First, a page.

Here are the details of the low-bridge access specified in the MOU:

a. SDOT will authorize up to 550 roundtrips per day for workers required to support international marine cargo operations at T5.
• Between 7 am and 3 pm, SSA Marine and ILWU will minimize trips to 100 one-way trips per hour within those daytime hours.
• Outside of those hours, SDOT will authorize up to 200 one-way trips per hour

b. In coordination with the Port and the NWSA, while the high bridge remains closed, SSA Marine will provide flex-hours for up to 180 ILWU workers to ensure that they arrive at T5 prior to 7 am as well as provide on-terminal truck queuing starting at 6 am.

c. “T5 Labor” includes ILWU Locals 19, 52 and 98, mechanics and SSA. Each entity and members will follow existing application procedures with applications due by the 15th of each month for authorized low bridge access in the following month.

d. The SSSB is to be used only by T5 Labor only when dispatched across the Duwamish or when traveling across the Duwamish between marine cargo terminals.

e. ILWU trips to terminals other than T5 continue to be authorized when a worker is dispatched across the Duwamish; however, those non-T5 trips are assumed and expected to NOT be higher than as of the date of this MOU (averaging 10 trips per hour maximum). These trips are counted as part of the authorized trip numbers listed above.

f. ILWU and mechanic individual trips are limited to no more than two-round trips per day.

g. ILWU and SSA Marine’s coordination is necessary to enforce the authorized trip target. A pattern of exceeding the authorized trip target will result in the City directly engaging with SSA and ILWU and giving both entities an opportunity to take corrective action with their users.
• Following engagement, any persistent and on-going patterns of excessive use by authorized users could result in a reduction of ILWU/SSA access to the low bridge.

h. Once T5 reopens to marine traffic, SDOT, ILWU, SSA Marine and NWSA will regularly communicate to ensure coordinated execution.

i. NWSA will work with SDOT in advance of Terminal 5 opening to develop a terminal data reporting strategy and provide regular terminal data updates to inform low bridge access predictions and management.

For truck access, the MOU says that for one “the City will continue design to rechannelize S Spokane St east of the T-18 main gate entrance to improve traffic flow near the East Waterway Bridge, and will carry out the project at the City’s cost in 2022 after the WSHB opens to traffic.” Also, the port and city will work “to establish multiple drayage truck parking areas … for the benefit of both Duwamish Valley residents and truck drivers serving the marine cargo terminals.” For possible parking area, one on 11th SW with 25 truck-parking spaces, and potentially “near East Marginal Way, under the Spokane St viaduct and nearby areas as depicted in Exhibit E with the intention to develop up to 70 additional parking spots.”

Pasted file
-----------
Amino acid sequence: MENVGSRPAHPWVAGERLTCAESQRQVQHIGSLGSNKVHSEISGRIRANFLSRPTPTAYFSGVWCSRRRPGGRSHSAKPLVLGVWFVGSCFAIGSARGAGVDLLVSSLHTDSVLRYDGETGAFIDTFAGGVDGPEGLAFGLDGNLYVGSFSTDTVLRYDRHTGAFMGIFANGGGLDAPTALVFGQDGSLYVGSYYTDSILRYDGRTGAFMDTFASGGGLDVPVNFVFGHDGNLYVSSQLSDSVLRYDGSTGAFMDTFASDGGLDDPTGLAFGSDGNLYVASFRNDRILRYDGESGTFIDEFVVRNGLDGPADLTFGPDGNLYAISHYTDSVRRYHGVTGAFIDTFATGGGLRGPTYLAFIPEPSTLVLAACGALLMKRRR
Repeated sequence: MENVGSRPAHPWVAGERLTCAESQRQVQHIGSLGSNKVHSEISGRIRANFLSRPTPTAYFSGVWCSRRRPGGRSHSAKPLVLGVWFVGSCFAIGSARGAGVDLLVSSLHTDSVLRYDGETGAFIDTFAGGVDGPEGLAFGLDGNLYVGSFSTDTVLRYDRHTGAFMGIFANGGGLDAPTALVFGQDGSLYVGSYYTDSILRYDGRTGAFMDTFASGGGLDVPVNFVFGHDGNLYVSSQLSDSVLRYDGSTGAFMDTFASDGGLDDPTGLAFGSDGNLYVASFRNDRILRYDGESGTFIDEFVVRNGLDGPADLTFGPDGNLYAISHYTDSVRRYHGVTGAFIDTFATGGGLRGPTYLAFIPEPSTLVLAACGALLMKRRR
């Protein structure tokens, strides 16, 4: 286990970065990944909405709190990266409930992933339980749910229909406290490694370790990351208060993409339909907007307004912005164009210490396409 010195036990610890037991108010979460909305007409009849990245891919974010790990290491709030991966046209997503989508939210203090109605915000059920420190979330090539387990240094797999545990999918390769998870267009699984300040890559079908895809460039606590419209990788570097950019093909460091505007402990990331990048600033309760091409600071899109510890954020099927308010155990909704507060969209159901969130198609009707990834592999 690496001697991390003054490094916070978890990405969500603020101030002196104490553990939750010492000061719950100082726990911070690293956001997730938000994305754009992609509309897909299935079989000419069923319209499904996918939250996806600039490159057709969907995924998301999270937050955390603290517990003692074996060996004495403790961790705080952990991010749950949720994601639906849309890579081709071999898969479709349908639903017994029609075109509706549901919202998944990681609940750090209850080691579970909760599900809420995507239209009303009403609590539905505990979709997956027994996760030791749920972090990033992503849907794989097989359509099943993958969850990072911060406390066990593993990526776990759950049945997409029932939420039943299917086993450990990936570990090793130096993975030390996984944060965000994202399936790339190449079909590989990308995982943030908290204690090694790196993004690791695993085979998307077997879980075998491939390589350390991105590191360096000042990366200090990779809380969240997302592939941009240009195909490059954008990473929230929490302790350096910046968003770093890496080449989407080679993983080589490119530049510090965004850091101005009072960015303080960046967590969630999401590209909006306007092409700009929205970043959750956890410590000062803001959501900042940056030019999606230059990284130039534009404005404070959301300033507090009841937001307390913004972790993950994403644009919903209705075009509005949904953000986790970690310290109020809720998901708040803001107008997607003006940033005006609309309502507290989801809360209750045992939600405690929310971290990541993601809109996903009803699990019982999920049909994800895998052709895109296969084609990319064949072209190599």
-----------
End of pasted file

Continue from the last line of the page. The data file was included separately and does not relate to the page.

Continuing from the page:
The parking spots are supposed to be ready by the end of 2022, pending City Council approval. Then in early 2023 the city and port would collaborate on a plan for at least 100 more truck-parking spaces at site(s) TBA, possibly on city-owned property along the east side of East Marginal Way between Hanford and Holgate, also noted in Exhibit E.”

WEST SEATTLE BRIDGE: Another visit, with a look ahead to what’s about to happen

(WSB photos/video. Above, the repurposed shipping container covering entrance to bridge interior)

By Tracy Record and Patrick Sand
West Seattle Blog co-publishers

A year and a half after closing the West Seattle Bridge, SDOT is giving tours while getting ready for repairs. Among those who are being offered a firsthand look, according to an SDOT email shared with us by a source, are “members of the West Seattle Bridge Community Task Force, Technical Advisory Panel, and our governmental partners and supporters.” Plus, this afternoon – the media.

We were up on the bridge five weeks ago, but that was part of a visit by dignitaries from D.C. – U.S. Senator Maria Cantwell and Deputy Transportation Secretary Polly Trottenberg. Today’s tour was intended solely to give reporters and photographers (attendance was limited to one person per media organization, so it was one or the other) a firsthand look. That included another view inside the bridge, where most of the upcoming work will happen:

Among the SDOT reps leading the tour, roadway-structures director Matt Donahue, the man who broke the news to city leaders in March 2020 that he’d discovered cracking that necessitated the emergency closure.

Donahue and bridge program director Heather Marx recounted the explanation of “why the bridge broke” (as covered here in August). Once the bridge was stabilized last year, that took care of the cracking problem. Intensive monitoring continues, with a few visible signs on top of the bridge.